You can dramatically increase the speed of your site by reducing the number of HTTP requests. The cleaner the code, the better. Perfmatters is a performance-oriented plugin for WordPress that can automate most of this for you. It starts from $19.95 per year for one site, going up to $99.95 per year for unlimited sites.
While many site owners and bloggers might not understand what each of these settings or commands actually are, the tool makes it extremely easy to check on or off which performance options you would like enabled.
5. Upgrade to Dedicated Hosting
Most people who are just starting out with their first website, and indeed many veterans too, typically opt for shared hosting because it is usually the most cost-effective option. What this means, though, is that you are sharing resources (server and bandwidth) with other customers and you have no control over how they are using those resources.
If another website on the same server suddenly sees a monumental influx of traffic, the site speed and performance of your website will suffer. There are many variables outside of your control. To overcome this, you might consider getting an advanced dedicated server. They have managed and unmanaged solutions, but the long and the short of it is that you get a server all to yourself.
This allows for much greater customization, should you so desire. More importantly, you get dedicated hardware and much more consistent performance. That means faster speeds overall, especially when you opt for dedicated servers with better hardware too.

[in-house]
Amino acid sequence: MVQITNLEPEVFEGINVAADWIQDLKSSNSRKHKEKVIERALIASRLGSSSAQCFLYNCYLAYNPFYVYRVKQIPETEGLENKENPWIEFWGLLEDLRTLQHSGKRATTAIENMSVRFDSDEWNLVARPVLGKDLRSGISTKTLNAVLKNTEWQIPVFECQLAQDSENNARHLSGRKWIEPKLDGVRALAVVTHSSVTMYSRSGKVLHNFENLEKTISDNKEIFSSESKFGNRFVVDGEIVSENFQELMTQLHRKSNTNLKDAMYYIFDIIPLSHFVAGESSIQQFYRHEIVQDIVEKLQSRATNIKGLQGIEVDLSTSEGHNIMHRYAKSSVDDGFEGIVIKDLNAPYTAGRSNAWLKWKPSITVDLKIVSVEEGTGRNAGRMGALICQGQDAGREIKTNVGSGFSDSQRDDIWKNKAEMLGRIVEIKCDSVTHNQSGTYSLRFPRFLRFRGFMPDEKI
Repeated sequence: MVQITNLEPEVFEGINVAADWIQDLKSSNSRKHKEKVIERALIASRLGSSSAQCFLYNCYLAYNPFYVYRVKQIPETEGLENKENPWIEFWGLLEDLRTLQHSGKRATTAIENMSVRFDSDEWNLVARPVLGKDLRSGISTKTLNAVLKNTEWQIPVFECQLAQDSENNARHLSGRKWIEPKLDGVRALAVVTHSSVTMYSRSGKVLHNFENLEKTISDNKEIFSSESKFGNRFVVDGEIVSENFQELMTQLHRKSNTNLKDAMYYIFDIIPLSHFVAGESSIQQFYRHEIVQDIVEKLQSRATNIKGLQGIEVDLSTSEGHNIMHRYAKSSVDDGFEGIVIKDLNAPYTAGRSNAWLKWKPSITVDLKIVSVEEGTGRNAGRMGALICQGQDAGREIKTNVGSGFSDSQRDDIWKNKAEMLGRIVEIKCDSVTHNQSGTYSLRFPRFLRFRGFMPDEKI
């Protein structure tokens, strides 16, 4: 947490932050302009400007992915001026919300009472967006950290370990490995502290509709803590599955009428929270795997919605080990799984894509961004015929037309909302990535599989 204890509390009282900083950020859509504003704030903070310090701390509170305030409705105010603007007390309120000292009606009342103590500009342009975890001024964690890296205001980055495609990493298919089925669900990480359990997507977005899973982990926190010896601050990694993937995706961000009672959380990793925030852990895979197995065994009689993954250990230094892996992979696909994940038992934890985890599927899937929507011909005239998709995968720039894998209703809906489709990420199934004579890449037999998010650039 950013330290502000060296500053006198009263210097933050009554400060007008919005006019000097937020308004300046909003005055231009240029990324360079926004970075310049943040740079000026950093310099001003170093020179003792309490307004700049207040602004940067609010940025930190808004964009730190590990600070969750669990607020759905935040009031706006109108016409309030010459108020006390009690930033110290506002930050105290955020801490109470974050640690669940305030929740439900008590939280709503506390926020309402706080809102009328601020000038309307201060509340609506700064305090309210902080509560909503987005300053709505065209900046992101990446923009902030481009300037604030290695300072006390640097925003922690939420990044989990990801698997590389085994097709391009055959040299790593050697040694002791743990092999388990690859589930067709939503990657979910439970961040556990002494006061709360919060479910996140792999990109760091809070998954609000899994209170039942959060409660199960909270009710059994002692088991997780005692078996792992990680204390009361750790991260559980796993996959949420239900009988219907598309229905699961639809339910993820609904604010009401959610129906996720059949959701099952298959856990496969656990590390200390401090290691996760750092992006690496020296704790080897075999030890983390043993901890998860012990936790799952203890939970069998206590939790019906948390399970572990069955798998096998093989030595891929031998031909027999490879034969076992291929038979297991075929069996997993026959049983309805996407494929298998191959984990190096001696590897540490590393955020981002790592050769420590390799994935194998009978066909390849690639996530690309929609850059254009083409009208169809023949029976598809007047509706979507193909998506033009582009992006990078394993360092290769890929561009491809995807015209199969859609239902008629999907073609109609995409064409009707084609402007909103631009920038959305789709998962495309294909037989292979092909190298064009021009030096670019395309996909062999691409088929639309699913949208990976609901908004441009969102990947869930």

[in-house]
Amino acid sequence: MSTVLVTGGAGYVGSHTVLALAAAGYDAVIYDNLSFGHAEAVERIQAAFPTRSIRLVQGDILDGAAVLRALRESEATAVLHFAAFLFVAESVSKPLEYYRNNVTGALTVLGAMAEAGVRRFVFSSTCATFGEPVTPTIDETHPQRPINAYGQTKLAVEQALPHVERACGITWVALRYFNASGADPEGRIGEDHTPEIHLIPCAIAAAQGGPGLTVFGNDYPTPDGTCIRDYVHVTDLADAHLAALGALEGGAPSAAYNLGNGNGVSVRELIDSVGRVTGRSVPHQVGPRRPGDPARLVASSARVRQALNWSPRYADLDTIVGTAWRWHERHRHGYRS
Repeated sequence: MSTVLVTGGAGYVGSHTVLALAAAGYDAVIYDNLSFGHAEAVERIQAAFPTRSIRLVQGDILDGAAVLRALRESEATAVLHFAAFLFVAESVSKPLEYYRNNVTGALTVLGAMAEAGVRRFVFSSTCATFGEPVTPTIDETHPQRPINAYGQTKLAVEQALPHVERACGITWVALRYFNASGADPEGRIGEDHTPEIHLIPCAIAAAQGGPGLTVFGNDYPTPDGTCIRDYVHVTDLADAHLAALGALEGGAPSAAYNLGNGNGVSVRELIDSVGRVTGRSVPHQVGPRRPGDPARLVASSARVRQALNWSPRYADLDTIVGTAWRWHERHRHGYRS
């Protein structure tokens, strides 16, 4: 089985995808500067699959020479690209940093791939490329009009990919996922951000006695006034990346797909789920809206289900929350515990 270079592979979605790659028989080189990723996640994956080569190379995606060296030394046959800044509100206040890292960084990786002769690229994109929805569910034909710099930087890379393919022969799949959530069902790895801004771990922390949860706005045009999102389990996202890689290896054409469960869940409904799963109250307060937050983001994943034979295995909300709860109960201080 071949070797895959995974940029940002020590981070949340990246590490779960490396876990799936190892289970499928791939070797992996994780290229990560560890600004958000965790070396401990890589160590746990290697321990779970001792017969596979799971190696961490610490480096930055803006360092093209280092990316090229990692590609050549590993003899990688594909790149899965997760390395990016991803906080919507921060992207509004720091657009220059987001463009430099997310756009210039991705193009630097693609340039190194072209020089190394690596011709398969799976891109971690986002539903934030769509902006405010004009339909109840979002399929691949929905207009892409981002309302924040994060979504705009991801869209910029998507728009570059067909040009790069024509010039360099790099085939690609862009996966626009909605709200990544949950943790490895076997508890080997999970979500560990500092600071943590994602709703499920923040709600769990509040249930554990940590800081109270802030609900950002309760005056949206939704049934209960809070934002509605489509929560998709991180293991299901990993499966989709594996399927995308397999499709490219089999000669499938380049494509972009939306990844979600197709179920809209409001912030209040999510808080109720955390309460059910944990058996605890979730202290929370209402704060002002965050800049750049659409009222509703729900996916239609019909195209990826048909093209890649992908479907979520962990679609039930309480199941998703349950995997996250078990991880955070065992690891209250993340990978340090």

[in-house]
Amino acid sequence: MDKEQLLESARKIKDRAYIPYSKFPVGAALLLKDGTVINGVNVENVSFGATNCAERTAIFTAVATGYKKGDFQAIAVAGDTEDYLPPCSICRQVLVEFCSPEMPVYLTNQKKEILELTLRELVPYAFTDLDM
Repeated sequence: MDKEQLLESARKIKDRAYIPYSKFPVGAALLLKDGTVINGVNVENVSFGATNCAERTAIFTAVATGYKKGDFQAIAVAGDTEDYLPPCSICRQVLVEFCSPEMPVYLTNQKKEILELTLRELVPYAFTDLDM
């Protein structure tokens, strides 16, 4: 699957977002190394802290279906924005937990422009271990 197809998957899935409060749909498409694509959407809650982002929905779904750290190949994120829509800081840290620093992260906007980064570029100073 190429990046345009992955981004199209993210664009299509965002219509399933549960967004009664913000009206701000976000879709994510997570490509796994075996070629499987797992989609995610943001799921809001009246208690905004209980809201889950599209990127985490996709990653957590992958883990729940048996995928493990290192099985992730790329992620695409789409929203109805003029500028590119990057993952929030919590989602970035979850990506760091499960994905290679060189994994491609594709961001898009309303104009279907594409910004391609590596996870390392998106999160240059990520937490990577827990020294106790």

6. Enable Lazy Loading
Generally speaking, when someone arrives at a webpage, the entirety of that webpage will try to load. Some elements can load simultaneously, while others must load sequentially. Depending on how the site is designed and laid out, users may experience really long loading times due to elements that they can’t even see yet (and they may not ever see).
Or they’ll notice that the site is still loading in their browser, even though it looks as if the content of interest is already available. In both cases, this detracts from the user experience and hampers site speed. A way to overcome this is something called lazy loading.
When lazy loading is enabled, elements on a webpage are loaded on an as-needed basis. In this way, items further down the page don’t get loaded until the user scrolls down there. This results in the perception of faster load times, as elements higher up the page are prioritized. There’s a great guide on the Google Developers Web Fundamentals section for more on this technique.
7. Minimize External Scripts
Widgets can be great. They can be wonderfully convenient, updating your website with all sorts of dynamic content. Maybe you’ve got a Twitter widget in your sidebar that displays your latest tweets. Maybe you use a widget from Amazon to display featured products. There’s a world of possibility.
The problem is that when you rely on these external scripts, you are also at the mercy of these external scripts for page load times. If Twitter happens to be hanging for whatever reason, then your site speed suffers as it waits for that widget to load correctly. And the same is true with all sorts of “hidden” elements on your page that rely on external services too.
While it may not be completely practical to eliminate all external scripts altogether — you’d want to keep Google Analytics, for instance — it is prudent to minimize their use as to minimize their impact on page load times.
Better site performance tends to improve user engagement. Implement these tips in 2019. Your website visitors will thank you!